Both his wife, from whom he had separated in 1825, and his father, had died earlier that year. His father’s death meant he became Lord Melbourne, with a seat in the House of Lords. Although his wife’s death ended such public scandals as her relationship with Byron, his private life continued to draw public attention. He twice appeared as the co-respondent in divorce cases (1829 and 1836). In 1829 the case was not continued – there was little evidence against Melbourne other than that he had sent a woman some grapes and pineapples – and in 1836 the verdict exonerated him.

Under Charles Grey’s premiership, Melbourne became Home Secretary in 1830. During this time he came under much attack from radicals for his firm line against protesters, even those supporting electoral reform (which the government was pursuing).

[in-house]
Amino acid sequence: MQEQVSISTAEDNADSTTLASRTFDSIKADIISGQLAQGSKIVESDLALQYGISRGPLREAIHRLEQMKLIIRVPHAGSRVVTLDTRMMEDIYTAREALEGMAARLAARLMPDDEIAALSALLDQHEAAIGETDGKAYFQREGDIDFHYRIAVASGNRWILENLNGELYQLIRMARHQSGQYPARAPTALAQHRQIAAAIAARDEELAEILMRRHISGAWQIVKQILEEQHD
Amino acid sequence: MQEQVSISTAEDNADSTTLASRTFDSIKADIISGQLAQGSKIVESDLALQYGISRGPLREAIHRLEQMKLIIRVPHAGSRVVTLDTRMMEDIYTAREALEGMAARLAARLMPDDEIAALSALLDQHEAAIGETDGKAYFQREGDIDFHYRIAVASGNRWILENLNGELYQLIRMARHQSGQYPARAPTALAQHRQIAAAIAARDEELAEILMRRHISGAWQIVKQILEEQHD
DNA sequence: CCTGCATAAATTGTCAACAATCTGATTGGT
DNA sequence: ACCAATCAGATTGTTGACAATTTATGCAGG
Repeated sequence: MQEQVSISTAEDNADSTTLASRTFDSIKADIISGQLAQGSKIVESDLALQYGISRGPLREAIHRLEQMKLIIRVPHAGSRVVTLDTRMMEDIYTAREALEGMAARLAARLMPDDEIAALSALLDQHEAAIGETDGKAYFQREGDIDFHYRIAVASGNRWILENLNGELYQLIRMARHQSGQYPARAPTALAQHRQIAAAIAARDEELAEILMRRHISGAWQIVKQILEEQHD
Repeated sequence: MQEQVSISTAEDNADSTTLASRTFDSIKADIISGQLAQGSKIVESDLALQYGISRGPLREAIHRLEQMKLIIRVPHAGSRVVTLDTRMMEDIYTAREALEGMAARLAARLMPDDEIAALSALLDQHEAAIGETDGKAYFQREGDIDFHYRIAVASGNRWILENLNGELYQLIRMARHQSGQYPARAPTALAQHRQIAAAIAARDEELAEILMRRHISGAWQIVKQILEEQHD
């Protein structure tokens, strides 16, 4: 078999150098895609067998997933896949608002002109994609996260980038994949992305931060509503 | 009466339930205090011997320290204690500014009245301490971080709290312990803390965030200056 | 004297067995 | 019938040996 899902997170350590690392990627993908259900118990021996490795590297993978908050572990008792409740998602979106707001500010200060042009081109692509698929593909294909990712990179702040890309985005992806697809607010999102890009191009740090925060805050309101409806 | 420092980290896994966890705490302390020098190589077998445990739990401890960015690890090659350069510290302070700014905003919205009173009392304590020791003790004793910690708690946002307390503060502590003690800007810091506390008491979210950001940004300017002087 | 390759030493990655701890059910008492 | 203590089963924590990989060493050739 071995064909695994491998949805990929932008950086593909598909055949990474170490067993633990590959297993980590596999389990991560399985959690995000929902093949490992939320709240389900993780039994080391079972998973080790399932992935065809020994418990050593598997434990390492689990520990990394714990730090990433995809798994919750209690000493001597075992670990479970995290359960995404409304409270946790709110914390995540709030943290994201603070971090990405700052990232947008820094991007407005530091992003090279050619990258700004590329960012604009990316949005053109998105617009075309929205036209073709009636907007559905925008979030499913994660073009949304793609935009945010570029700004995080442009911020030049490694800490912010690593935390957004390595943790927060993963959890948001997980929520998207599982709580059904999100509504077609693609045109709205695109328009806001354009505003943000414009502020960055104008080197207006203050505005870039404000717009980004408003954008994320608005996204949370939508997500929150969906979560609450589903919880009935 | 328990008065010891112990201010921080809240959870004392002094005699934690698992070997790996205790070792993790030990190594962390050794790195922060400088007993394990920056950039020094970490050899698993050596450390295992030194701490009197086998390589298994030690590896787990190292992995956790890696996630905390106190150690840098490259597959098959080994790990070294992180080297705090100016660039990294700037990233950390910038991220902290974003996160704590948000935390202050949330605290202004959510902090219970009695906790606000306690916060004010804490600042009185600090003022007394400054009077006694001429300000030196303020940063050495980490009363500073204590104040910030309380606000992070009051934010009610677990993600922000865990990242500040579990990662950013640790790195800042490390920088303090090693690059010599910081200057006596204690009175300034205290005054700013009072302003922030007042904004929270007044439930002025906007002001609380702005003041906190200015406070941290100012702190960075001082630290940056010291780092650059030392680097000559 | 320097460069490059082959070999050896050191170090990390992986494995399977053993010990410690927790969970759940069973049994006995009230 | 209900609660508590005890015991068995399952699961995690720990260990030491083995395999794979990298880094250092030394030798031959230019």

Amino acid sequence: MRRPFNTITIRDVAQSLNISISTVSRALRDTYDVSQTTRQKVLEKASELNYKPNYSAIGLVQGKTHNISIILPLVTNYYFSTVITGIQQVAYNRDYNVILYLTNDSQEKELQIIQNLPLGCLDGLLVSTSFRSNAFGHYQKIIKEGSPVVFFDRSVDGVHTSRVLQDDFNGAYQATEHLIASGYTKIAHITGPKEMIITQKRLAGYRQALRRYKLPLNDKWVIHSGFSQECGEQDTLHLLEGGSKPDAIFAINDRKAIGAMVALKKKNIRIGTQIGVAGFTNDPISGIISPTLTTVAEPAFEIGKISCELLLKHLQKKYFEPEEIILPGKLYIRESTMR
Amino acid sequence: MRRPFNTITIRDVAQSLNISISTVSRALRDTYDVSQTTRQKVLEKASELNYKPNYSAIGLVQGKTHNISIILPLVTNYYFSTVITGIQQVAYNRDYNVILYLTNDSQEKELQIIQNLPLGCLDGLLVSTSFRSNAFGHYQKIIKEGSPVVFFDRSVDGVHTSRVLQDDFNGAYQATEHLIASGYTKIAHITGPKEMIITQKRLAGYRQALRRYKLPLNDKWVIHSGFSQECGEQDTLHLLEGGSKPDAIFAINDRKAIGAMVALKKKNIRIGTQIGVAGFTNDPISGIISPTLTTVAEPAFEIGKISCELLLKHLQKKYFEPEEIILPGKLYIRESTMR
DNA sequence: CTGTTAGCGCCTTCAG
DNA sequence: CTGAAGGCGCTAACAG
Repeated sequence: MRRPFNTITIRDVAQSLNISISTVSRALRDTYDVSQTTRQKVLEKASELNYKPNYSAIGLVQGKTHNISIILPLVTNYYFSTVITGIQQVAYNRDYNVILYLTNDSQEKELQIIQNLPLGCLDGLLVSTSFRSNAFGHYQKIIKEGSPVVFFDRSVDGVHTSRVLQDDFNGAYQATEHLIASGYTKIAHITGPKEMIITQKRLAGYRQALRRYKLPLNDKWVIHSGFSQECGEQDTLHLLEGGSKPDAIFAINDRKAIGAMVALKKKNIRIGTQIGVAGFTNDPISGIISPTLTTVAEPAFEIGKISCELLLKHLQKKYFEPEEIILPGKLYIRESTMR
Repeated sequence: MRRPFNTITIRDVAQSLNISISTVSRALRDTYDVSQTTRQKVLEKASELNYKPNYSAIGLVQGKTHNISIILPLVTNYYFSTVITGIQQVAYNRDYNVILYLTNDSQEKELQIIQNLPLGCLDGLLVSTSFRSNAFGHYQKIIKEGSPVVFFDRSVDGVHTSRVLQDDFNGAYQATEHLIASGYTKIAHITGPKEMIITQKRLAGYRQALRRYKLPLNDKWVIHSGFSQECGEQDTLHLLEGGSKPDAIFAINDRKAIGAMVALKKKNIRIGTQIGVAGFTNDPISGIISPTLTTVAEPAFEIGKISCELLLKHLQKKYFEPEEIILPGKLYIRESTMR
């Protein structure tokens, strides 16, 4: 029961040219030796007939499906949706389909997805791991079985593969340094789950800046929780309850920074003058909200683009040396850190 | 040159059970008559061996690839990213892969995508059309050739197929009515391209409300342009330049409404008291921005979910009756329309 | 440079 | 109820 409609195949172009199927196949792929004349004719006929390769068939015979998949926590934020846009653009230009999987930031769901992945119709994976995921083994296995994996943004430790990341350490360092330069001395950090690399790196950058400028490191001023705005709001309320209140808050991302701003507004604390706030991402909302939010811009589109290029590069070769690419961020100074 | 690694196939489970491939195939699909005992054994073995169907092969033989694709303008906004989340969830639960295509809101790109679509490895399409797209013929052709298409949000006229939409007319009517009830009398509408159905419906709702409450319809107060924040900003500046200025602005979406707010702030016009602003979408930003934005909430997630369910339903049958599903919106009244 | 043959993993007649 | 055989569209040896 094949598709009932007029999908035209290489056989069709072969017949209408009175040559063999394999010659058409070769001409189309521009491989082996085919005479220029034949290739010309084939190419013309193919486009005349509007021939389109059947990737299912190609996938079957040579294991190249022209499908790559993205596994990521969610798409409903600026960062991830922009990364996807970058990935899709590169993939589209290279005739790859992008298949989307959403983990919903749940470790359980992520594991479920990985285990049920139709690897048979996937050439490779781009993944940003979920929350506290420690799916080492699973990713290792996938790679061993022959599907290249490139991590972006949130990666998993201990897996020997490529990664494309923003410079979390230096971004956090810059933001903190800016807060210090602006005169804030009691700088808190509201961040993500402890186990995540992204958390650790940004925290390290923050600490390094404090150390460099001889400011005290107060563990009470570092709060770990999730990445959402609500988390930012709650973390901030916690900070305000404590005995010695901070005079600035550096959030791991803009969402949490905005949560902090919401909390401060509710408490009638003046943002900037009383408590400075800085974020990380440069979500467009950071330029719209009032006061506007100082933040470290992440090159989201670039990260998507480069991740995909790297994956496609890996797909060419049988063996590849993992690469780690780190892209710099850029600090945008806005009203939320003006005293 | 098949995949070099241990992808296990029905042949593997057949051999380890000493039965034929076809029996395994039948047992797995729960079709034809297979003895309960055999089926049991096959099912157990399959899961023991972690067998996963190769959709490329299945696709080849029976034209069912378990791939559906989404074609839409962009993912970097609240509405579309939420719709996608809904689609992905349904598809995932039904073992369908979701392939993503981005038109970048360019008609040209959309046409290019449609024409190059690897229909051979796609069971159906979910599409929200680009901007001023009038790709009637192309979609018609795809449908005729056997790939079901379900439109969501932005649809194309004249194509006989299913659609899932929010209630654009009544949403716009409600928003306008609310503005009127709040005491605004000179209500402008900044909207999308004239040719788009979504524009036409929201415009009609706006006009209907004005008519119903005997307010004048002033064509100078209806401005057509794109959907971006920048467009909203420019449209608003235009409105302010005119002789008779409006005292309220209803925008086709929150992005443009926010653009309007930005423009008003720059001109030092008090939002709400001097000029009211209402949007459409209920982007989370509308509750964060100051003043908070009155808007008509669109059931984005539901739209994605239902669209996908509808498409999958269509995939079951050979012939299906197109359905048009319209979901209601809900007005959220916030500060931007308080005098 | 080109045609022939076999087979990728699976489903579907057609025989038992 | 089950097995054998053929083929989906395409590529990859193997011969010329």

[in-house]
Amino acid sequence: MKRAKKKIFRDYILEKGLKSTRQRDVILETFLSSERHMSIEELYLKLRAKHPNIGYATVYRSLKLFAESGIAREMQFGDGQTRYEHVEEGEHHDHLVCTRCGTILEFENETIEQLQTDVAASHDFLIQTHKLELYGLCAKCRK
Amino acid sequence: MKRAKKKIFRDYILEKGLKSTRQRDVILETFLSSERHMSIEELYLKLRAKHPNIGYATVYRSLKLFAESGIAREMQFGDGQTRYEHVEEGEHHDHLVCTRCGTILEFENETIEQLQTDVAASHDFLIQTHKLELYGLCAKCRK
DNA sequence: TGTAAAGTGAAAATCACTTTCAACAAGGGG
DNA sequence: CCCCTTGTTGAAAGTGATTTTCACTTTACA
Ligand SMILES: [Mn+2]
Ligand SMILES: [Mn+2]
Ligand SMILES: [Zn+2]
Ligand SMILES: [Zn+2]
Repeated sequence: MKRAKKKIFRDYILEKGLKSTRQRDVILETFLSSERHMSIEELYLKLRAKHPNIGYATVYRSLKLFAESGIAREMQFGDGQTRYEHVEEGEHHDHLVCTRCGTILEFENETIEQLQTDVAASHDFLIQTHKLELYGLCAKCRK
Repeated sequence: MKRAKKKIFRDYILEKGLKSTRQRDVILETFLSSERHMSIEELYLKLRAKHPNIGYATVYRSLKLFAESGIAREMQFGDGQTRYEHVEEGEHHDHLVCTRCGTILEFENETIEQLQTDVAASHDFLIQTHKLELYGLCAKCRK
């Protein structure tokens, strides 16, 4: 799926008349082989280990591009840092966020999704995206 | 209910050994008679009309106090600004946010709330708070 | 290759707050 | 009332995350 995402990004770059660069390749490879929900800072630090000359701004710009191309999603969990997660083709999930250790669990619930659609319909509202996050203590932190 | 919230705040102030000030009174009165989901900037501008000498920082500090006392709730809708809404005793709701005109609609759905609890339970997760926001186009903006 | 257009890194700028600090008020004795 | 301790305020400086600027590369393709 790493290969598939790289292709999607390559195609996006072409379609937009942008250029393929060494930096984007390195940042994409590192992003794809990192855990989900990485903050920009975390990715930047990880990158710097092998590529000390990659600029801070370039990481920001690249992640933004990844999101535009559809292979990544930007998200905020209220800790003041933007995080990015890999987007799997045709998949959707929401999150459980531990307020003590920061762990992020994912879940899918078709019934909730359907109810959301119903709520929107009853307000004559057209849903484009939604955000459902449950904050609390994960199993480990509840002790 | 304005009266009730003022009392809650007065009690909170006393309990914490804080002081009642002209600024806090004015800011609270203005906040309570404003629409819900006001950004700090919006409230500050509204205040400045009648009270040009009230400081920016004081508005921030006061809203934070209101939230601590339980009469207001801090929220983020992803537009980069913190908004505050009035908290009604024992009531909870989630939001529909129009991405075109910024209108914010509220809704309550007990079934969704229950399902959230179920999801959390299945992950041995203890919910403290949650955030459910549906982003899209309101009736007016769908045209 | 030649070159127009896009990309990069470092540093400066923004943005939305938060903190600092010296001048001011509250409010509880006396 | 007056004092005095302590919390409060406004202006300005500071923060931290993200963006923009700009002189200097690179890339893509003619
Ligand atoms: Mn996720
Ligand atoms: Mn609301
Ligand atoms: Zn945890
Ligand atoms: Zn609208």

However, he did not insist on introducing any special measures, preferring to stick to the normal rule of law. His desire to do what was necessary, but no more, was also reflected in his views on electoral reform – willing to support it, as something that was inevitable, but not keen for it to be far-reaching. Likewise, over Ireland, he took the firm line he saw as necessary, but was also willing to try to strike a deal with the Irish radicals led by O’Connell. His success in ensuring that neither Irish issues nor unrest in England spiralled out of control allowed the rest of the government to stick to its main task of passing electoral reform.

On Grey’s resignation in 1834, Melbourne succeeded him as Prime Minister. With the government disintegrating over personality conflicts, disagreement over Ireland and tensions between reformers and more conservative supporters, the King took the opportunity later in the year to sack his ministers. The Tories now had a brief chance in power. Starting in a minority, they made some gains in the 1834 general election, but not enough. They were soon defeated, and Melbourne returned as Prime Minister.